# Explanation of and alternative proof for Cantor's Theorem

I'll state the Cantor's theorem proof as is it is in my study texts:

Theorem (Cantor): Let $X$ be any set. Then $|X|<|\mathcal{P}(X)|$

Proof: Define map $\varphi:X\rightarrow\mathcal{P}(X)$ by $\varphi:x\mapsto\{x\}$. $\varphi$ is injective, thus $|X|\leq|\mathcal{P}(X)|$. Now suppose there is a bijection (surjection) $\psi:X\rightarrow\mathcal{P}(X)$. Denote the set $A=\{x\in X, x\notin \psi(x)\}$. By assumption, $\psi$ is surjection so we find some $a\in X$ such that $\psi(a)=A$. Then we have two cases, either $a\in A$, but the, by definition of $A$: $a\notin \psi(a)$ which is a contradiction. So $a\notin A$ but then $a\in \psi(a)=A$ which is a contradiction aswell thus such surjection cannot exist.

So now, for my question. The definition of $A$ seems really weird to me. Because, in the first place. Assume $X=\{1,2\}$ then $\mathcal{P}(X)=\{\{1,2\},\{1\},\{2\},\emptyset\}$. In the proof $A$ is supposed to be the set of all members of $X$ (thus numbers) that are not in the range of $\psi$ but, the range of $\psi$ are sets, aren't they? Thus $A=\{1,2\}$ and the case is $\forall a\in X:a\in{A}$ thus the second case of the proof applies. Basically this leads me to the following idea: instead of constructing this set $A$, we can say that:

Estabilish injection and thus $|X|\leq|\mathcal{P}(X)|$ by $\varphi:x\mapsto\{x\}$ thus $\forall{S}\in\varphi(x):|S|=1$, but for any set $X:$ $\emptyset\subset\mathcal{P}(X)$ but $|\emptyset|=0$ so $\emptyset\notin ran(\varphi)$ thus $\varphi$ is not surjective.

• "In the proof $A$ is supposed to be the set of all members of $X$ that are not in the range of $\psi$" No, that's not what $A$ is supposed to be. If $x\in X$ then $\psi(x)$ is a subset of $X$ and $A$ is a subset of $X$; and $A\ne\psi(x)$ because the two sets, $A$ and $\psi(x),$ differ at $x$; namely, $$x\in A\iff x\notin\psi(x).$$
– bof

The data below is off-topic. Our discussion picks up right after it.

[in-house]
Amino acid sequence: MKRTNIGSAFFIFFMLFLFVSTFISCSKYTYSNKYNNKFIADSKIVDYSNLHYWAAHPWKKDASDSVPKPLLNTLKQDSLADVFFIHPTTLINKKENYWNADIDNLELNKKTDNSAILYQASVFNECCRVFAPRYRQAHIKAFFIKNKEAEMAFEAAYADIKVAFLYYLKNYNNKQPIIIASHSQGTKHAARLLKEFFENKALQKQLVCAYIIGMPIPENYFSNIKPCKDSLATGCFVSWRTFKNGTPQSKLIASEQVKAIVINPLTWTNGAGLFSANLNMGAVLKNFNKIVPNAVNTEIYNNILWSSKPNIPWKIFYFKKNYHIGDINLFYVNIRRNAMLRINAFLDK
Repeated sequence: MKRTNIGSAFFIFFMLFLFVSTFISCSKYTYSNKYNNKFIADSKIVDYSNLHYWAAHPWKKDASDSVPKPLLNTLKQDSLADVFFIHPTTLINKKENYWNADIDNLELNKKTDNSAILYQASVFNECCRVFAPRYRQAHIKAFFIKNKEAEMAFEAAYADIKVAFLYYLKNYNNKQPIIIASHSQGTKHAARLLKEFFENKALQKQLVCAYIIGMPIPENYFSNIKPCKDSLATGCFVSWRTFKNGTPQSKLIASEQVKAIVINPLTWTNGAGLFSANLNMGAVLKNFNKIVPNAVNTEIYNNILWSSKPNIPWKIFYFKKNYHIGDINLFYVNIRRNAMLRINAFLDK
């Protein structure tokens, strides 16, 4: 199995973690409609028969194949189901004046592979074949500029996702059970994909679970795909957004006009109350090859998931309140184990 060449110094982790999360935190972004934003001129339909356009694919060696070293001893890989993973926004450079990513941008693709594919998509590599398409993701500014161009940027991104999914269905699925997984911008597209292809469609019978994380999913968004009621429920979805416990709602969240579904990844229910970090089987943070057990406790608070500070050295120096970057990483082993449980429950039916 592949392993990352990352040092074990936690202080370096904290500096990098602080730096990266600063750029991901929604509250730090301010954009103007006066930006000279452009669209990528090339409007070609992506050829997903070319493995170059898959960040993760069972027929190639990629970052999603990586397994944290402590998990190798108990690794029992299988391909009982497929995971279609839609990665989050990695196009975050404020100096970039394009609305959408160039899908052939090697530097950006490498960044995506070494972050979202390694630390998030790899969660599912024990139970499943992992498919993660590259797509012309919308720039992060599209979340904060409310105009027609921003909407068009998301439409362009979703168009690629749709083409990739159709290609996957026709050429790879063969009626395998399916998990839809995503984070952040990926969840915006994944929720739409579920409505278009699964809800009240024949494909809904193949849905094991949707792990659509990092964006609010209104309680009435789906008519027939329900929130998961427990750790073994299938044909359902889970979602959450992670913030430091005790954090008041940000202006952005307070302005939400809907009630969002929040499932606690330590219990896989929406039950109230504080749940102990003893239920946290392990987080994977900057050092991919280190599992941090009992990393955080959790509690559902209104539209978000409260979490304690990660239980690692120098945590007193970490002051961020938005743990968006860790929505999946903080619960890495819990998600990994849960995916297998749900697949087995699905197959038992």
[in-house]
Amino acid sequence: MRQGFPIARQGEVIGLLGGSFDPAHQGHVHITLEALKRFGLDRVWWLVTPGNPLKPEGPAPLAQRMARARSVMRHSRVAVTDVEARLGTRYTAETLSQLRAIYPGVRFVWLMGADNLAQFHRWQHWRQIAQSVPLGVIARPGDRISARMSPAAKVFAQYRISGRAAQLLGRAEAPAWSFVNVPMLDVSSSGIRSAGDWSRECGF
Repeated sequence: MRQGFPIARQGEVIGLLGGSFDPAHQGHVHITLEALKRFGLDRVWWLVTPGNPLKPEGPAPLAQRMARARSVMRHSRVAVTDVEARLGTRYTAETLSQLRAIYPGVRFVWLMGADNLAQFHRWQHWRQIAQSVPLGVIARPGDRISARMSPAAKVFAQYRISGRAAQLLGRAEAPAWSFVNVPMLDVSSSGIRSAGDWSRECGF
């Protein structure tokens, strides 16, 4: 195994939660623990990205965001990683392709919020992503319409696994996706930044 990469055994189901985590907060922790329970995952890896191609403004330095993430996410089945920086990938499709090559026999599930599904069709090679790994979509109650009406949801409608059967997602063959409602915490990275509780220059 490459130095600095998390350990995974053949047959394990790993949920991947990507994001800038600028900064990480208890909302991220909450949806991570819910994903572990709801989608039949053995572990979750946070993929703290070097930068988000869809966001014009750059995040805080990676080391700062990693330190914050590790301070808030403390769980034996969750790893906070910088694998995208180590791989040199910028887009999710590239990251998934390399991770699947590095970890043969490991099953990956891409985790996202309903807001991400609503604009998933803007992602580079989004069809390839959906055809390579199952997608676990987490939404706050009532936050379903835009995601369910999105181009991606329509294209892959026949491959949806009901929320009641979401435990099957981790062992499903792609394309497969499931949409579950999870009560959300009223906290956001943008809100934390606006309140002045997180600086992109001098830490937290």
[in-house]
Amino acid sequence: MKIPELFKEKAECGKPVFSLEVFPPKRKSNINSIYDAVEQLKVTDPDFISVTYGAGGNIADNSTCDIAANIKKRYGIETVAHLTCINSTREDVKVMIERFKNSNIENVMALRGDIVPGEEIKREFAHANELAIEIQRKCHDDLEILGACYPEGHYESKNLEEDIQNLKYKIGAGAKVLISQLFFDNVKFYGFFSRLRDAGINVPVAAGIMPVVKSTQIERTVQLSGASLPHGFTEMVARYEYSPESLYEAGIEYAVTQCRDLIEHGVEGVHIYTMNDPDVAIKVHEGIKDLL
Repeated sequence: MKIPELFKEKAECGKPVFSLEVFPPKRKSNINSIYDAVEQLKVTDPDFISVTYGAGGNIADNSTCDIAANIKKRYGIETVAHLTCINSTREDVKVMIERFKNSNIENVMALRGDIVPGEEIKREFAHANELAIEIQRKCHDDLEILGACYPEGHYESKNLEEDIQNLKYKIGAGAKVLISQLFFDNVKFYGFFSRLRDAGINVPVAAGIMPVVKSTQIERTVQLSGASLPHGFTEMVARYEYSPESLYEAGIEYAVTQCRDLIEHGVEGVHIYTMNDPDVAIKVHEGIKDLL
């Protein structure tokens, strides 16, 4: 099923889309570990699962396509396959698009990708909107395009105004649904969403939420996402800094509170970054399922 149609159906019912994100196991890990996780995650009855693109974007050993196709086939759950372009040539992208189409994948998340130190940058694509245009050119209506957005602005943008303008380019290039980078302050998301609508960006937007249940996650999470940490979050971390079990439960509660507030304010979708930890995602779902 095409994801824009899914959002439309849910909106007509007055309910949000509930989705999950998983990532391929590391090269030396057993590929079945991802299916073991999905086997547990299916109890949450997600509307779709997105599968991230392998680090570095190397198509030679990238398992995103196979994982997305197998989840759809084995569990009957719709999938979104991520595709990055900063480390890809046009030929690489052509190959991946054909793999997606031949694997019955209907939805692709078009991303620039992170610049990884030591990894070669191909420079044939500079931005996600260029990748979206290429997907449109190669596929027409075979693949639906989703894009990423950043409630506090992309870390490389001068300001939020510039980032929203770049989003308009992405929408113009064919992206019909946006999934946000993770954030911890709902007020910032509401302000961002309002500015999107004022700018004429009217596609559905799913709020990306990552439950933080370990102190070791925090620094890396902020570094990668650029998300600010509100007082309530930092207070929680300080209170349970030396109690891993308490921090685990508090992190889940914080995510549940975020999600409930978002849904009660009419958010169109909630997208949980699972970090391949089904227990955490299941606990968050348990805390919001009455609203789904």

Jul 26, 2018 at 8:19
• The definition of $A$ is a kind of diagonalization. Jul 26, 2018 at 8:21

In the proof $A$ is supposed to be the set of all members of $X$ (thus numbers) that are not in the range of $\psi$

No, this is not quite true. The construction is more subtle than that. For any $x \in X$, the value $\psi(x) \in \mathcal P(X)$ is some set -- a subset of $X$ to be precise. Note that this is not the range of $\psi$, it is the value of $\psi(x)$ for a single $x$.

Then we have either $x \in \psi(x)$ or $x \notin \psi(x)$, and we add $x$ to the set $A$ if and only if $x \notin \psi(x)$.

• So $A$ is the set for which the map $\psi$ maps some $x\in X$ to some say $T\in \mathcal{P}(X)$ for which $x\notin T$? Jul 26, 2018 at 8:20
• $A$ is the set of such $x$, yes. The $x$ that are in $A$ are precisely the $x$ for which that is true. Jul 26, 2018 at 8:23

That the specific mapping $\varphi$ is not surjective, hence not bijective, is clear.

To prove that $|X|<|\mathcal{P}(X)|$ , it is enough to show that each(!) mapping $\psi:X\rightarrow\mathcal{P}(X)$ cannot be surjective.

In the proof above it is assumed that there is a surjective mapping $\psi:X\rightarrow\mathcal{P}(X)$ . But this leads to a contradiction....

• So, my proof cannot be legit, because I've only constructed "one" non-surjective mapping, which doesn't prove there isn't "any"? Jul 26, 2018 at 8:15
• @Michal Dvořák Right, you have to prove no mapping from $X$ to $\mathcal{P}(X)$ can be surjective. Jul 26, 2018 at 8:19
• Without the axiom of choice it is possible that two sets have no surjections between them, but no injection either. To establish $<$ one has to establish an injection and no bijection (which follows from no surjection). Jul 26, 2018 at 8:57

Mees de Vries' answer gives an explanation of where your misunderstanding of the usual proof was.

To address your alternative proof attempt: you show that there is a particular injection from $X$ to $\mathcal{P}(X)$, but that it's not surjective. This isn't enough to prove that $|X|<|\mathcal{P}(X)|$. For example, we can define a function from $\mathbb N$ to $\mathbb N\times \mathbb N$ by $\varphi(n)=(n,1)$, which is injective but not surjective. However, $|\mathbb N|=|\mathbb N\times \mathbb N|$ because other, more complicated, functions exist which are both injective and surjective (e.g. $\psi(n)=(a,b)$ where $a,b$ are the unique positive integers such that $n=(2a-1)2^{b-1}$).